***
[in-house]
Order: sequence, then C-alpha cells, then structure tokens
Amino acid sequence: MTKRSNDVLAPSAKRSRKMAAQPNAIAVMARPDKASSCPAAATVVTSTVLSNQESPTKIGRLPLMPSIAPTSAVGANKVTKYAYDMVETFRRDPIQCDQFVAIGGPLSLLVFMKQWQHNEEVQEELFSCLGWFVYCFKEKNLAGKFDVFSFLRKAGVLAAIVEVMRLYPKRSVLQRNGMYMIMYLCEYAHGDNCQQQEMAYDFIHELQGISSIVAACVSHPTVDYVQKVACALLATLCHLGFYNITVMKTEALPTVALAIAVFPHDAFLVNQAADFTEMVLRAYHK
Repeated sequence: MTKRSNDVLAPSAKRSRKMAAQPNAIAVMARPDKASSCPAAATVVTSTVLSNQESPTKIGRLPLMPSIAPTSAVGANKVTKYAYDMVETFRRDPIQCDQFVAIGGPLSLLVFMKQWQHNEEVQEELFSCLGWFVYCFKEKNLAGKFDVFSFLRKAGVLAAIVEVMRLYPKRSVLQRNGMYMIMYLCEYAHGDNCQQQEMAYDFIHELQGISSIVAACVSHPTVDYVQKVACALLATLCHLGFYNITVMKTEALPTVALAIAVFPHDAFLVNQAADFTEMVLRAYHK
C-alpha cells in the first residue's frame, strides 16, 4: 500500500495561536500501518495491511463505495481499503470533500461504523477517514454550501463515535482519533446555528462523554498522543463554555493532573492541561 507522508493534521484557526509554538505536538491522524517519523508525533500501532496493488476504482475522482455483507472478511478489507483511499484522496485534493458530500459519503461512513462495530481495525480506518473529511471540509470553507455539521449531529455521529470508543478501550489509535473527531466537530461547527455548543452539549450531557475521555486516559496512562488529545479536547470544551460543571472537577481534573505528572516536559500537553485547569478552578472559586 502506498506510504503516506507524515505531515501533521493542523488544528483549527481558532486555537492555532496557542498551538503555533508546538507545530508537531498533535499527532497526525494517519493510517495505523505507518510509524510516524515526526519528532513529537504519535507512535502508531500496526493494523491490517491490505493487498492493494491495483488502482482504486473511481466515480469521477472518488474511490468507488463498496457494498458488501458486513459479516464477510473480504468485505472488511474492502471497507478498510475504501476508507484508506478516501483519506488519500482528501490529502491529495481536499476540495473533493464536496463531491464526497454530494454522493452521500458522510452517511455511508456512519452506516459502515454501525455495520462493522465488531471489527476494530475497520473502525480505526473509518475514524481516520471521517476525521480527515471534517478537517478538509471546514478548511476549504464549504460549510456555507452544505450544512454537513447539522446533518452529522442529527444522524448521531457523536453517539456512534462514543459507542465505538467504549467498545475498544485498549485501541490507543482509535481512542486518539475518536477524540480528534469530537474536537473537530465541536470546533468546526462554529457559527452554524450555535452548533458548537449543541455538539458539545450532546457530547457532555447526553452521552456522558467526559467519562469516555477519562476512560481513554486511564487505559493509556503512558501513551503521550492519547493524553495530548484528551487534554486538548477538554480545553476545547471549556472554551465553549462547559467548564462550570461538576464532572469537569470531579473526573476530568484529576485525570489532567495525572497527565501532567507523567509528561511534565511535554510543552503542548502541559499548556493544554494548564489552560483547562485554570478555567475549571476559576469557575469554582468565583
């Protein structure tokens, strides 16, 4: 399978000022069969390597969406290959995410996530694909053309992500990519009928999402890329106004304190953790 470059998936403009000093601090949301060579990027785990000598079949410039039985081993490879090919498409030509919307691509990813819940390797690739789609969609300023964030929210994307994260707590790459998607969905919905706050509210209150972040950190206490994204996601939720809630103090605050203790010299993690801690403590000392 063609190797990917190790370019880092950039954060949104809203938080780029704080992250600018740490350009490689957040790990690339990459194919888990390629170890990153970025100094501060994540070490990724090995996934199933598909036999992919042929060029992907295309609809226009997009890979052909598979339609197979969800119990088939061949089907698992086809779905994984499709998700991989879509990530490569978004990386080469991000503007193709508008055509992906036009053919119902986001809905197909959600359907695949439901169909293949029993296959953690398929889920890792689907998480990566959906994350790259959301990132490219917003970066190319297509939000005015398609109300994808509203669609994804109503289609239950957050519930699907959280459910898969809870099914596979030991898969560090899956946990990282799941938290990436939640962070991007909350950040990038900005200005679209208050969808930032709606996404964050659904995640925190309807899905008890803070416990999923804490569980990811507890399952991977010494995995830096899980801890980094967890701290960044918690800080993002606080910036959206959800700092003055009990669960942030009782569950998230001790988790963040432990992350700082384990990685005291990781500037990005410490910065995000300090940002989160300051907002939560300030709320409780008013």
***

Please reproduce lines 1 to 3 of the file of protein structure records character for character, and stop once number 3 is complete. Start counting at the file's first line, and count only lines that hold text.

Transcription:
[in-house]
Order: sequence, then C-alpha cells, then structure tokens
Amino acid sequence: MTKRSNDVLAPSAKRSRKMAAQPNAIAVMARPDKASSCPAAATVVTSTVLSNQESPTKIGRLPLMPSIAPTSAVGANKVTKYAYDMVETFRRDPIQCDQFVAIGGPLSLLVFMKQWQHNEEVQEELFSCLGWFVYCFKEKNLAGKFDVFSFLRKAGVLAAIVEVMRLYPKRSVLQRNGMYMIMYLCEYAHGDNCQQQEMAYDFIHELQGISSIVAACVSHPTVDYVQKVACALLATLCHLGFYNITVMKTEALPTVALAIAVFPHDAFLVNQAADFTEMVLRAYHK